April 27, 2007

Joffrey pays tribute to co-founder in spring showcase

It was drizzling Wednesday evening as the Joffrey Ballet premiered its spring repertory, Light Rain, in Roosevelt University’s beautiful Auditorium Theater. The light rain outside did not deter the opening- night crowd, however, and the near-capacity audience seemed to relish the definitive Joffrey style—a fusion of classical ballet technique and daring contemporary choreography. This program was one of the most exciting compilations of the company’s work and a true exhibition of the stunning technical prowess that merits the Joffrey’s reputation as one of the premier ballet companies in the world.

The first piece was a last-minute addition to the program: a short, Grecian-inspired piece in which a male soloist executes a set of bravado turns and then lights a replica of the Olympic torch. An excerpt from Joffrey Ballet co-founder and artistic director Gerald Arpino’s “Olympics,” the piece was added to the program to celebrate Chicago winning the United States’ bid for the 2016 Olympic Games.

Next in the program was a moving tribute to Arpino, who has announced that this spring season will be his last with the company. Arpino is retiring, and the company is relocating to a new home on State Street. In honor of the director’s outstanding contributions to the arts, Roosevelt Theater chairman Mel Katten dedicated Lower Box Right #3 to Arpino, who has watched almost every Joffrey performance from that seat for over 50 years. The dedication to Arpino received the evening’s only standing ovation, a much-deserved recognition of his half-century’s dedication to the ballet community.

“Olympics” and the dedication were special opening-night events; the regular program actually begins with “Dance for Yal,” an aerial solo performed on Wednesday evening by Erica Lynette Edwards. Conceived as part of Legends, a suite of dances choreographed to music by iconic female vocalists of the 20th century, “Dance for Yal” is set to the music of Edith Piaf. As smoke rolled listlessly below her like clouds, Edwards performed on a swing that arched high over the audience. She appeared to be flying over Paris. The piece, and Edwards herself, exuded a lovely romantic exuberance that bordered slightly on burlesque. Ultimately, I felt that this dance relied more on visual spectacle than technical perfection.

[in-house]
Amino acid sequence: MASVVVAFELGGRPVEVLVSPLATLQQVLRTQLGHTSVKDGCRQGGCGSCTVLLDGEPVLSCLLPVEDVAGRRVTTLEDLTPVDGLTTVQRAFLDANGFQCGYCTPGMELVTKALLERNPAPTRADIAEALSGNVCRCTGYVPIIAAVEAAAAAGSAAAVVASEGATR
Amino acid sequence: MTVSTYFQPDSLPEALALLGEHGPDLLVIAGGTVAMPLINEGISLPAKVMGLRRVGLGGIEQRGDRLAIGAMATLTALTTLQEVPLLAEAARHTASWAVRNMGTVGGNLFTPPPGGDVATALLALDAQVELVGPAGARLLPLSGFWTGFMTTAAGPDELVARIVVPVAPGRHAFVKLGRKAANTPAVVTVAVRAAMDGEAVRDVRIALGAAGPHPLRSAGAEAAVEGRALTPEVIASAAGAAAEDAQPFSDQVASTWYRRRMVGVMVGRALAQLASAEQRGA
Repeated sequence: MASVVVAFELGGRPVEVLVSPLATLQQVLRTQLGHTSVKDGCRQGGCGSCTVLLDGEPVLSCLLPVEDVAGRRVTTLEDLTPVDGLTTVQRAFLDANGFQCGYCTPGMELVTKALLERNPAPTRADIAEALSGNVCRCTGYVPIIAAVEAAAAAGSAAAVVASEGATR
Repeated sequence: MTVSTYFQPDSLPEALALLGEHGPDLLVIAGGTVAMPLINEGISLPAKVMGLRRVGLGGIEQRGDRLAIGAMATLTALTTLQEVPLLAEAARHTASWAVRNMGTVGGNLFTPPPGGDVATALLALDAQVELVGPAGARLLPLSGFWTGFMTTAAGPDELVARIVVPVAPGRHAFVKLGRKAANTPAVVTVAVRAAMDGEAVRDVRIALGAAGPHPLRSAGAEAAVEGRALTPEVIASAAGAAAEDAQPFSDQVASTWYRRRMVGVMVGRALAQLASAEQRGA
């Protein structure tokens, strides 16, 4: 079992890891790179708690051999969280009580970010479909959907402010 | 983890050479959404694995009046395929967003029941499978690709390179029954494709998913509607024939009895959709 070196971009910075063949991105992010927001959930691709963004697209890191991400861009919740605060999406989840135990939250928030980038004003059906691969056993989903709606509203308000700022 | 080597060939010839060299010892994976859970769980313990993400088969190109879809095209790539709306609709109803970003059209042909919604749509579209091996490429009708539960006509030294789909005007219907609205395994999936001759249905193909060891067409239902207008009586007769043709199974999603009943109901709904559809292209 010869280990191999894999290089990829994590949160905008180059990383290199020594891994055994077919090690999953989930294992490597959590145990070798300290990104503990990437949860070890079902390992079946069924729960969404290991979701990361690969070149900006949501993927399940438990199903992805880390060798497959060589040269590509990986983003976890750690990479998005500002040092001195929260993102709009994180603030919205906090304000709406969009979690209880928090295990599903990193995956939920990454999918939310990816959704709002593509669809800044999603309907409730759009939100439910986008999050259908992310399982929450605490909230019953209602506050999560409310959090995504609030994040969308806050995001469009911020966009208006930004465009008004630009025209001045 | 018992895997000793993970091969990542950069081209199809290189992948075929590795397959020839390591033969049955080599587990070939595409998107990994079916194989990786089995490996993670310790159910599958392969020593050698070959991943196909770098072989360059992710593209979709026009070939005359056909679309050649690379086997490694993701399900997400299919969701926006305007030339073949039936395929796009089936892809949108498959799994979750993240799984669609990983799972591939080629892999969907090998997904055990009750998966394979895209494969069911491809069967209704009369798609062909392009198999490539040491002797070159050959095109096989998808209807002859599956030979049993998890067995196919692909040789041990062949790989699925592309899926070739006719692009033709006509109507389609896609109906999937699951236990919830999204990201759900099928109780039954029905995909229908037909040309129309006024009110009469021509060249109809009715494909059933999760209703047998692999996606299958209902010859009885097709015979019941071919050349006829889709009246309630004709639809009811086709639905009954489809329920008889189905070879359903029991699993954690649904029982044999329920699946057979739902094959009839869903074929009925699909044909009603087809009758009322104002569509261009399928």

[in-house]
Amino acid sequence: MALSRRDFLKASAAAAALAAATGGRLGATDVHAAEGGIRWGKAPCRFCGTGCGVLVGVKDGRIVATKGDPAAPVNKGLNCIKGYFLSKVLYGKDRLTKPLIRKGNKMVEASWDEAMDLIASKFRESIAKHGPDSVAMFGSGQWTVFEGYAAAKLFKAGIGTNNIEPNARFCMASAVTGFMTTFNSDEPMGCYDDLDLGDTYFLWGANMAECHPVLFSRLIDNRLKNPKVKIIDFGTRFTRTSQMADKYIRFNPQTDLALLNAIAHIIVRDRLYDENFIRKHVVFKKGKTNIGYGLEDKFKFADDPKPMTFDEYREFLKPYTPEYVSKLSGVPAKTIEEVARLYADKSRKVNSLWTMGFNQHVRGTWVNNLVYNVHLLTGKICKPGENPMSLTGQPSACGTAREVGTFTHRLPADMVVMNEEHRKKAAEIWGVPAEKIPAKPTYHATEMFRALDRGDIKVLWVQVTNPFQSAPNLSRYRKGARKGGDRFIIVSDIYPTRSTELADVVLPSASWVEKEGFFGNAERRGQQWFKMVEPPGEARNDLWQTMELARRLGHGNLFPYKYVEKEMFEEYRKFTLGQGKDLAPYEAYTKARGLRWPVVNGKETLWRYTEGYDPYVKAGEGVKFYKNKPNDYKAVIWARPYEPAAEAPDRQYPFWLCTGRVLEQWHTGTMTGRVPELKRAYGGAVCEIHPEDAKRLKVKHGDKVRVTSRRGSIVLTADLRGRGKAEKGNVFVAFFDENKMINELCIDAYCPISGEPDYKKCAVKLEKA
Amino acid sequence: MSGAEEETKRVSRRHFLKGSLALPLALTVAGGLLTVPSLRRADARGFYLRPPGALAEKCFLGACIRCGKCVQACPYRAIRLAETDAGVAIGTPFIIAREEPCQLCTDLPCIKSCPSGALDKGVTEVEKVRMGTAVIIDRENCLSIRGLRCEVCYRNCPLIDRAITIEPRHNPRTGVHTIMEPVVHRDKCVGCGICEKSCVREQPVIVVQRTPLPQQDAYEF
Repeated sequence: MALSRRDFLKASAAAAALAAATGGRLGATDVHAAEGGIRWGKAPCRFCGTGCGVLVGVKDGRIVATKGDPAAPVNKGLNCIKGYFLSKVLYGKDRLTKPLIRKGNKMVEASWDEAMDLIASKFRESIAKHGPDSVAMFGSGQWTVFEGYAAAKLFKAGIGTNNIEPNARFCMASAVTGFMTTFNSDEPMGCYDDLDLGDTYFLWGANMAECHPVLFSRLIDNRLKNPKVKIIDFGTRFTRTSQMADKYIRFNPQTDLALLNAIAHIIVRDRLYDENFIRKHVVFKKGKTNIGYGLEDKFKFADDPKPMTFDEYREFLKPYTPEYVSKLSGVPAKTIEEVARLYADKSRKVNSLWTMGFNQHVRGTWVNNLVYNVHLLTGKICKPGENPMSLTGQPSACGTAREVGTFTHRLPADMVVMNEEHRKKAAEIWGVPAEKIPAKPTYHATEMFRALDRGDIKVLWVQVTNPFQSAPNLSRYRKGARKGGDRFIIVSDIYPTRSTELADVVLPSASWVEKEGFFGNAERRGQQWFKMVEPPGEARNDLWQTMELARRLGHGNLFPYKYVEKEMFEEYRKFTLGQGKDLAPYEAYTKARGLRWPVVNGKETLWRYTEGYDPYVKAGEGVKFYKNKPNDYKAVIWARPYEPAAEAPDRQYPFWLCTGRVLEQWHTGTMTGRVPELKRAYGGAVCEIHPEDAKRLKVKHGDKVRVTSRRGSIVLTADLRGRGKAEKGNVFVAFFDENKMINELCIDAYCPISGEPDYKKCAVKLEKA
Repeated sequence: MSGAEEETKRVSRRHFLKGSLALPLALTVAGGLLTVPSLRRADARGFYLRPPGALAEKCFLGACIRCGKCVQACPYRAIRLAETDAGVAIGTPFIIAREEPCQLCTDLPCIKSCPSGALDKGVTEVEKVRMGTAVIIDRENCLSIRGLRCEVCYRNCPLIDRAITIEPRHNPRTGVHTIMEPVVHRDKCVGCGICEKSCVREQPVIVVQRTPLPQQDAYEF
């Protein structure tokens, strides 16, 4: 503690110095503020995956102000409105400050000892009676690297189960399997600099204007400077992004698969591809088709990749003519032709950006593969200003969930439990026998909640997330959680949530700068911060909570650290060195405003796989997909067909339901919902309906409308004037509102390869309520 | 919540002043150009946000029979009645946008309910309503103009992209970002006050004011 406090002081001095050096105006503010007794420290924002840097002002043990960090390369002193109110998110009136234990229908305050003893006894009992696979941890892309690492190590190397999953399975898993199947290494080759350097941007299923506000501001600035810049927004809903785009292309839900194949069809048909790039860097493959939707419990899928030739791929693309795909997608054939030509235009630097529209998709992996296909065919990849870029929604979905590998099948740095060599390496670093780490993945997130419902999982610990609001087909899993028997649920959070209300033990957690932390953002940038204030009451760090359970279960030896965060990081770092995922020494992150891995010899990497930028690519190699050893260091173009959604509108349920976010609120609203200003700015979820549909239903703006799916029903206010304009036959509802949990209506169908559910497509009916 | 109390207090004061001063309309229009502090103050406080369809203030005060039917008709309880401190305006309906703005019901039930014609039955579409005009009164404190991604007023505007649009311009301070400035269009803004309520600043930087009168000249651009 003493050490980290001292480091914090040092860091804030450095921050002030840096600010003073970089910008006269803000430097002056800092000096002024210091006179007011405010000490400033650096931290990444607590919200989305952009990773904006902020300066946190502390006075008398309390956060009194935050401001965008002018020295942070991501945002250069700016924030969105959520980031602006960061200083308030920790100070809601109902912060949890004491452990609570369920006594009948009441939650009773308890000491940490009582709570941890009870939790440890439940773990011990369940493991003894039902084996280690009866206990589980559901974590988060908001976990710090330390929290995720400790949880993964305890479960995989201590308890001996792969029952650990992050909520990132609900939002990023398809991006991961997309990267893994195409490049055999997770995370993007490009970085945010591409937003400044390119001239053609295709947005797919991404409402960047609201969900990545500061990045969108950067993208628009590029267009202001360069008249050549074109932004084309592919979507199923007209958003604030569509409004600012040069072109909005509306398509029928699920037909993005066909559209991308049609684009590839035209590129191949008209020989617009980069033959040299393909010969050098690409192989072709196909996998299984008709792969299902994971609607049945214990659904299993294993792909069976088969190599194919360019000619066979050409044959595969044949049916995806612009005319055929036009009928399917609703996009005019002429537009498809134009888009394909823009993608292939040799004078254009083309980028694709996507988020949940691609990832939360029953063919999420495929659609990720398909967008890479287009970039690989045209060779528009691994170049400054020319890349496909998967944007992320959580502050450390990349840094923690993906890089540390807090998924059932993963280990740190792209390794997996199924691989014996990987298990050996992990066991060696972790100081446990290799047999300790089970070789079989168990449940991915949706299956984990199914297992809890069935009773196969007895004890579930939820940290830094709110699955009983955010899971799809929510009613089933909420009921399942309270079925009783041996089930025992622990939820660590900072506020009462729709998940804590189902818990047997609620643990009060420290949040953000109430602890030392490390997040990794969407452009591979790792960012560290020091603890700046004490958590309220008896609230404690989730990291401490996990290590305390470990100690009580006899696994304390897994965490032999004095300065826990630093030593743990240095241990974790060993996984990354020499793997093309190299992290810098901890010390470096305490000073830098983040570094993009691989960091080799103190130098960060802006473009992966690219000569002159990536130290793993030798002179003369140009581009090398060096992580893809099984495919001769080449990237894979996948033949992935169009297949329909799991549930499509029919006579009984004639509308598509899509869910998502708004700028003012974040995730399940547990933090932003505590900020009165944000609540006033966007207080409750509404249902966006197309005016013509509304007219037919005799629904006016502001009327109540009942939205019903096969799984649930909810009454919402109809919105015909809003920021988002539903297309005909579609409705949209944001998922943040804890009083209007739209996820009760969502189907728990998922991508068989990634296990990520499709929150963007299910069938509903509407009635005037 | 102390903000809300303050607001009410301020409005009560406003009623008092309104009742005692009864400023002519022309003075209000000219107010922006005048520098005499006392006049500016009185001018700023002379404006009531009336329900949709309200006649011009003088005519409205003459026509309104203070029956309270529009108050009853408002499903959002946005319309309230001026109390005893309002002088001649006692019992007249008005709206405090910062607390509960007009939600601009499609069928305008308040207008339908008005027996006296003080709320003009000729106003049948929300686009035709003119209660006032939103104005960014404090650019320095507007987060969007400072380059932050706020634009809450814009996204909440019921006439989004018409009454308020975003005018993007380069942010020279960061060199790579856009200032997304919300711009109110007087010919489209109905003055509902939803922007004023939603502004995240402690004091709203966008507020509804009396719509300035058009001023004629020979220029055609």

The next piece, “Untitled,” was the only flaw in an otherwise wonderful program. Choreographed and premiered by another dance company, Pilobolus, “Untitled” is a critique of Victorian social mores as cumbersome and tedious as the period dresses worn by the female soloists. Suzanne Lopez and Maia Wilkins performed the piece on the shoulders of two sets of male dancers, two of whom wore nothing but strategically placed dance-belts and two of whom wore formal Victorian attire. The piece critiques Victorian attitudes toward courting, mating, and birthing children at the expense of beautiful dancing. The program describes the dance as “an experience much like an Alice in Wonderland dream,” but this dream was one from which I could not wait to wake up.

If there had been any doubts in my mind as to whether technical perfection could be married to truly avant-garde choreography and music, “Valentine” put them to rest. “Valentine” is a comic love story played out by a couple who box and spar their way to relationship bliss in a fight refereed by solo contrabassist Joseph Gustafeste, who accompanied the dancers. In a role worlds away from her turn as the lead in the Joffrey’s October production of Cinderella, Julianne Kepley packed a punch as the feisty, flexible half of the power couple. Kepley has incredible musculature, near-perfect turnout, beautiful feet, and a unique combination of flexibility and control. She was particularly impressive when she executed a series of arabesque turns, so it was surprising when her pirouettes appeared rigid and unnatural. Her partner, Fabrice Calmels, excelled as a ballet-dancer-turned-boxer, and the pair delivered an enjoyable, fast-paced performance that was simultaneously primal and cutesy.

The next piece in the program was “Caught,” the evening’s only piece for a male soloist. Calvin Kitten, who also danced in “Olympics,” was extraordinary as the human component of a futuristic pas de deux: a dance choreographed for a man and a strobe light. Kitten timed his grand leaps perfectly, and the strobe light caught him mid-jump as he soundlessly leaped across the stage. Kitten has impeccable timing. Because he was perfectly attuned to the strobe light, it appeared as though he never touched the ground.

The final piece in the program was “Light Rain,” and it was certainly worth waiting for. A unique East-West fusion, the score brilliantly combined the music of the Middle East with banjos, and the dancing was difficult to categorize as anything other than perfect. A contemporary ballet in three movements, “Light Rain” was most captivating when the entire cast was onstage, leaping in perfect harmony. Though lead dancers Valerie Robin and Calmels were gorgeous in their pas de deux, I preferred to watch the entire cast. All dancers seemed to execute their movements cleanly and with artistry. “Light Rain” was a fantastic way to spend a rainy evening, but it would also be a wonderful way to spend a sunny afternoon.